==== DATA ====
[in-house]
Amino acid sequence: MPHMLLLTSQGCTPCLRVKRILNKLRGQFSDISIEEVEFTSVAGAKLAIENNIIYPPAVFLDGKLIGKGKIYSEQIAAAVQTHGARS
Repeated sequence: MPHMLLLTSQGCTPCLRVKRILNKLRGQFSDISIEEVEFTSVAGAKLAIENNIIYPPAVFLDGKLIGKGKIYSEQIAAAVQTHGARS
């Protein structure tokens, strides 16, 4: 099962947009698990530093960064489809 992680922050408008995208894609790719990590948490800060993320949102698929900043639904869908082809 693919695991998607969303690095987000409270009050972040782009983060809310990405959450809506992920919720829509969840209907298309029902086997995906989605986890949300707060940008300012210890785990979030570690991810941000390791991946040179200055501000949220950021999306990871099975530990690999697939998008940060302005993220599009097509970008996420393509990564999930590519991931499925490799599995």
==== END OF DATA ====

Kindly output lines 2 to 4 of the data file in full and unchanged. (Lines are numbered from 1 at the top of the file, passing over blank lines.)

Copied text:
Amino acid sequence: MPHMLLLTSQGCTPCLRVKRILNKLRGQFSDISIEEVEFTSVAGAKLAIENNIIYPPAVFLDGKLIGKGKIYSEQIAAAVQTHGARS
Repeated sequence: MPHMLLLTSQGCTPCLRVKRILNKLRGQFSDISIEEVEFTSVAGAKLAIENNIIYPPAVFLDGKLIGKGKIYSEQIAAAVQTHGARS
């Protein structure tokens, strides 16, 4: 099962947009698990530093960064489809 992680922050408008995208894609790719990590948490800060993320949102698929900043639904869908082809 693919695991998607969303690095987000409270009050972040782009983060809310990405959450809506992920919720829509969840209907298309029902086997995906989605986890949300707060940008300012210890785990979030570690991810941000390791991946040179200055501000949220950021999306990871099975530990690999697939998008940060302005993220599009097509970008996420393509990564999930590519991931499925490799599995």